David Cameron tells BP chief of oil spill ‘frustration’

David Cameron tells BP chief of oil spill ‘frustration’

Thursday, June 10, 2010

••• David Cameron has told BP’s chairman he is ‘frustrated and concerned’ about the Gulf oil spill, but said it is ‘in everyone’s interests’ for BP to remain ‘financially strong and stable’.

His conversation with Carl-Henric Svanberg comes as the Prime Minister is facing calls to challenge Barack Obama over his comments on BP which have been described as ‘anti-British’.

Mr. Cameron is due to speak to Mr. Obama by telephone on Saturday at 04:00 pm BST (11:00 am EDT).

Speaking about Mr. Cameron and Mr. Svanberg’s discussion, a Downing Street spokesman said the Prime Minister ‘made clear his view that BP is an economically important company in the U.K., U.S. and other countries’.

He added: ‘Mr. Svanberg made clear that BP will continue to do all that it can to stop the oil spill, clean up the damage and meet all legitimate claims for compensation.

‘The Prime Minister said that he would raise the issue – and discuss these points – in his call with President Obama tomorrow.’

Meanwhile, BP chief executive Tony Hayward has told Sky’s City editor Mark Kleinman that he welcomes the ‘very strong’ support from both the political and business community.
He added: ‘The best outcome is to keep BP strong and whole and working well so we can use our financial muscle to deal with this.

‘We have taken responsibility for the spill, committed enormous resources and we will stop the leak, clean up the oil and remediate the environmental impact. I am confident the company has the resources to do that.’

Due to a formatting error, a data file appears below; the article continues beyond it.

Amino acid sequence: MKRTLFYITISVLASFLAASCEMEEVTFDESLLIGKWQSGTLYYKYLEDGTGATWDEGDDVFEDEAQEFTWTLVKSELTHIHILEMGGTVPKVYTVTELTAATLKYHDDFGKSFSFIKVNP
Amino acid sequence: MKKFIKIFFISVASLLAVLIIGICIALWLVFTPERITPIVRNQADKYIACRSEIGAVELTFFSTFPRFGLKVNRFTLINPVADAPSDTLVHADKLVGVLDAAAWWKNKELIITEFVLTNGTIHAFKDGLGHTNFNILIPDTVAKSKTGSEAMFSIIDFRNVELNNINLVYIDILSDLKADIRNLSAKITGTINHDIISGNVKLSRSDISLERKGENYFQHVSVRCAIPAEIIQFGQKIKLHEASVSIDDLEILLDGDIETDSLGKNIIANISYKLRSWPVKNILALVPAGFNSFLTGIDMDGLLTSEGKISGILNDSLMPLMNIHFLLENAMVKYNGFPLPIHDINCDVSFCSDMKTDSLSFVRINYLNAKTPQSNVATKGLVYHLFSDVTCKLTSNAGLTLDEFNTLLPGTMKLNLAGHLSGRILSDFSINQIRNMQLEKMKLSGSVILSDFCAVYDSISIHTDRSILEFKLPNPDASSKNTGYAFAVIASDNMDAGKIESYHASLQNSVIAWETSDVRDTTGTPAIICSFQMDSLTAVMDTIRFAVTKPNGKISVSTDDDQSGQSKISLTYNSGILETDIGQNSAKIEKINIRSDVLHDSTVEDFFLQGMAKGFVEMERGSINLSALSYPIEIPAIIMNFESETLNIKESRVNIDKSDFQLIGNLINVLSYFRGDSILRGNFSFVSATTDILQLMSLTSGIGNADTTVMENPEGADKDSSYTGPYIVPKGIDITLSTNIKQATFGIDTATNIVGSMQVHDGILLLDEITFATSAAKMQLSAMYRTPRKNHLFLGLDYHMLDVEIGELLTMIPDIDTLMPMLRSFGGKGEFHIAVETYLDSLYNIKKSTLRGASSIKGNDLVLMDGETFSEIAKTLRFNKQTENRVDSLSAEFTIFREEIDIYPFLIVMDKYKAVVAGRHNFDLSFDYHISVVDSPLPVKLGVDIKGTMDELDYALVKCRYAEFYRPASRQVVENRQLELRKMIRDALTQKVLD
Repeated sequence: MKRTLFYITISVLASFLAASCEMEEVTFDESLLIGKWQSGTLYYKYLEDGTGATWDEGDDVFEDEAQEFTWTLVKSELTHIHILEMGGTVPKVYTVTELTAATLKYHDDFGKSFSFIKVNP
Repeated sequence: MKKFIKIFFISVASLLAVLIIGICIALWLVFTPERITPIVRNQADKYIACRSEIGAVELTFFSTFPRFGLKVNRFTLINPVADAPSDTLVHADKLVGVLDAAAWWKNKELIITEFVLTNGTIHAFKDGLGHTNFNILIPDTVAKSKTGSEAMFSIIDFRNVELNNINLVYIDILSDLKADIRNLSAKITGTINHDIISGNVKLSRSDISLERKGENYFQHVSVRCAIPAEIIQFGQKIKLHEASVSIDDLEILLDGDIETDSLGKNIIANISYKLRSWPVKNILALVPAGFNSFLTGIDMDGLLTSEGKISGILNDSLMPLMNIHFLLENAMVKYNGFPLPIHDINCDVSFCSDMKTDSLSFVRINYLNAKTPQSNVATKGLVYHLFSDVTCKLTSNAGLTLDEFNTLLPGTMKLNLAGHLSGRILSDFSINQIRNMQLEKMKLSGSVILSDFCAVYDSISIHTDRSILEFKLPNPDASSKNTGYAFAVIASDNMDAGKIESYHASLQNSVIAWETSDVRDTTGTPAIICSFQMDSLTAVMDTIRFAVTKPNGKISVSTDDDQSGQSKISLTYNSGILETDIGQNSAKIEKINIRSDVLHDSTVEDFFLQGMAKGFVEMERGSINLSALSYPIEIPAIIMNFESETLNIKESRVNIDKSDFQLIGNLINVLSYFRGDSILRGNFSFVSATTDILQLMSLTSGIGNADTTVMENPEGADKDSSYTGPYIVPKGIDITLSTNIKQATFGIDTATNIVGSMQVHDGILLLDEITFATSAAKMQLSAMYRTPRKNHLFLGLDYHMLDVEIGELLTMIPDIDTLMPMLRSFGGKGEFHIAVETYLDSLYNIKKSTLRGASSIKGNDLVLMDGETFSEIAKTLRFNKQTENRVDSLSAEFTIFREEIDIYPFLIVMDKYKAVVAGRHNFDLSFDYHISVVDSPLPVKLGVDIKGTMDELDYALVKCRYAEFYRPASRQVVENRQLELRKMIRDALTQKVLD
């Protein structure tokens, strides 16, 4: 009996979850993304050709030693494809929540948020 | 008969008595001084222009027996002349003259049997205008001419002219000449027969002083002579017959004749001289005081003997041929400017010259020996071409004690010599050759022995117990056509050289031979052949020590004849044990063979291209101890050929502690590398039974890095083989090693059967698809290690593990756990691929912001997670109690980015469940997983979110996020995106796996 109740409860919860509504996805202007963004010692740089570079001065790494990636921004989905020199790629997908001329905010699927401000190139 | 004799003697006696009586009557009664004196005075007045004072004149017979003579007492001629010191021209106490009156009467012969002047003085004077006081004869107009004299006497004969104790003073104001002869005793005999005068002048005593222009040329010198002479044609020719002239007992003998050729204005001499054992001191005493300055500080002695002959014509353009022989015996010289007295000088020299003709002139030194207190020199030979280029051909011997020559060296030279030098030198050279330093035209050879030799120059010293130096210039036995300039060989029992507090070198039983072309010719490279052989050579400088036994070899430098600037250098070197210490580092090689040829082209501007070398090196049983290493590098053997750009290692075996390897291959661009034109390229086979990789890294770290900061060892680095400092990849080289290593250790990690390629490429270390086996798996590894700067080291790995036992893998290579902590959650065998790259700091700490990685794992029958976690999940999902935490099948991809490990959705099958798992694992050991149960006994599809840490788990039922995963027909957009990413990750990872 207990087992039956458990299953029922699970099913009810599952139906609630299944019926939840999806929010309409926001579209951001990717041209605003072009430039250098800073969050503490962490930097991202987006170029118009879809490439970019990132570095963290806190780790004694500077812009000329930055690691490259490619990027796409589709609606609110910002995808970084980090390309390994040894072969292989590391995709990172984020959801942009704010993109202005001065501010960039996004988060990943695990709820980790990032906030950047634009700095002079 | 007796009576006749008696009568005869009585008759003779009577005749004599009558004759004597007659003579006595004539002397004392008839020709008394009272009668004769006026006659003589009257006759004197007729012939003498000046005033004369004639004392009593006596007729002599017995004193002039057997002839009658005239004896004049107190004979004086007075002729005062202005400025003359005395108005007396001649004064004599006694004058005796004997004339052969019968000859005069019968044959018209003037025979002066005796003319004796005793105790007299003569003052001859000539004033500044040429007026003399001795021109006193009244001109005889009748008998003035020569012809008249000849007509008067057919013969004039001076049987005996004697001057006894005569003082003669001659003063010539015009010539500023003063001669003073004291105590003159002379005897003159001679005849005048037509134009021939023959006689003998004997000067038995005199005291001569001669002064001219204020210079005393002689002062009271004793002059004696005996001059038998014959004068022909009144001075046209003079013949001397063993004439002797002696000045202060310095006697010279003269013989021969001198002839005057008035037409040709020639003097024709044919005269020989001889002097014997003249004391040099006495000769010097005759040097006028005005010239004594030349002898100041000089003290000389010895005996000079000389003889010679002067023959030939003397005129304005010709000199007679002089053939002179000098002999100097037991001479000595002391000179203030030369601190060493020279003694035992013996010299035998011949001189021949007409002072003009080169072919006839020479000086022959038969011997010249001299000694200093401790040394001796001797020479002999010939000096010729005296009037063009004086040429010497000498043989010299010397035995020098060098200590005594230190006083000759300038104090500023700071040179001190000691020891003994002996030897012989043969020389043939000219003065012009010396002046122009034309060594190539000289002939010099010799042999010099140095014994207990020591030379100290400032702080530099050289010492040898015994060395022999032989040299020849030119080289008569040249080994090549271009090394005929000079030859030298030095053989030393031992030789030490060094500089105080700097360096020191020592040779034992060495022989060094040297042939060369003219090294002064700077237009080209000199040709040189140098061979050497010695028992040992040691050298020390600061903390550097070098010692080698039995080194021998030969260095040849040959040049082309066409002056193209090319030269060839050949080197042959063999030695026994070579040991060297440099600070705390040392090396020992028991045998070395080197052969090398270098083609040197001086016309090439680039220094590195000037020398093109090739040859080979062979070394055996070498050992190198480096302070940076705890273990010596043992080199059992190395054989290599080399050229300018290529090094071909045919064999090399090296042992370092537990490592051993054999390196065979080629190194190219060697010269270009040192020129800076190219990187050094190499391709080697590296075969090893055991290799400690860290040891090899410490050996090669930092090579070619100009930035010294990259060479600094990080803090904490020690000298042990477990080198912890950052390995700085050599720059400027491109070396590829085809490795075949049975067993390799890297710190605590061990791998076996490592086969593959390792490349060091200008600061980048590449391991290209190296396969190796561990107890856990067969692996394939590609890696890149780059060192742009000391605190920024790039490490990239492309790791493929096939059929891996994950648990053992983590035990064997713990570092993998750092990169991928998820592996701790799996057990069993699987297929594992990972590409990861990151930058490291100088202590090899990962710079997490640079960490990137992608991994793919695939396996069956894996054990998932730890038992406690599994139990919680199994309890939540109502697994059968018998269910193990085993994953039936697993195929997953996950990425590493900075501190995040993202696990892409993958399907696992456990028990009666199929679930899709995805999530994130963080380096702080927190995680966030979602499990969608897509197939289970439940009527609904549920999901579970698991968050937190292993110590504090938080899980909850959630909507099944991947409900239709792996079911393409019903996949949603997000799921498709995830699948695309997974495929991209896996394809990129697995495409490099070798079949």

The U.S. President has been accused of using increasingly aggressive language towards the oil firm, which has had billions wiped off its share value over the spill in the Gulf of Mexico.

Former CBI director general Lord Digby Jones, who was a trade minister in the last government, said the Prime Minister should make it clear the problem is not just a British one.

He told Sky News: ‘I would like David Cameron to say to the President of the US, ‘look this is an international problem’.

‘This isn’t a British problem, BP is an international company, it employs more people in America than Britain and 40% of its dividend income goes to American pension funds.

‘It’s an American company that built this, it’s an American company that operated this.

‘Is BP to blame, yes, but will you stop calling this a British problem.’
London Mayor Boris Johnson had already demanded an end to the ‘beating up’ of the oil firm, urging the American administration to avoid ‘name calling’ and ‘buck passing’.

And in an open letter the chairman of insurance giant RSA, John Napier, warned Mr. Obama’s criticism was ‘unstatesmanlike’ and lacked ‘balance’.

The threat of a transatlantic row comes as new calculations from the U.S. Geological Survey found that up to 40,000 barrels have been pumping into the sea every day since the Deepwater Horizon rig exploded in April, double the amount originally estimated.

BP lost 7% of its value on Thursday as it was hit by heavy falls in the U.S. and concerns that US officials were threatening to seek a ban on dividend payouts crucial to British pension fund investments.

On Friday, the shares pulled out of their nosedive and rose by 8%.

It is claimed BP will seek a deal with the White House that could see the investor payouts held in ‘escrow’ – or deferred – until the group’s clean-up liabilities are clearer.

Or it could propose scrapping the dividend for one quarter or paying it in shares rather than cash, according to reports.

BP has not confirmed whether it will pay future dividends, saying recently this would be discussed by the board next month.

It is due to make the next payout on June 22 and announce the subsequent dividend on July 27.
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• Source(s): Sky News / British Sky Broadcasting Ltd. (BSkyB) / News Corp.


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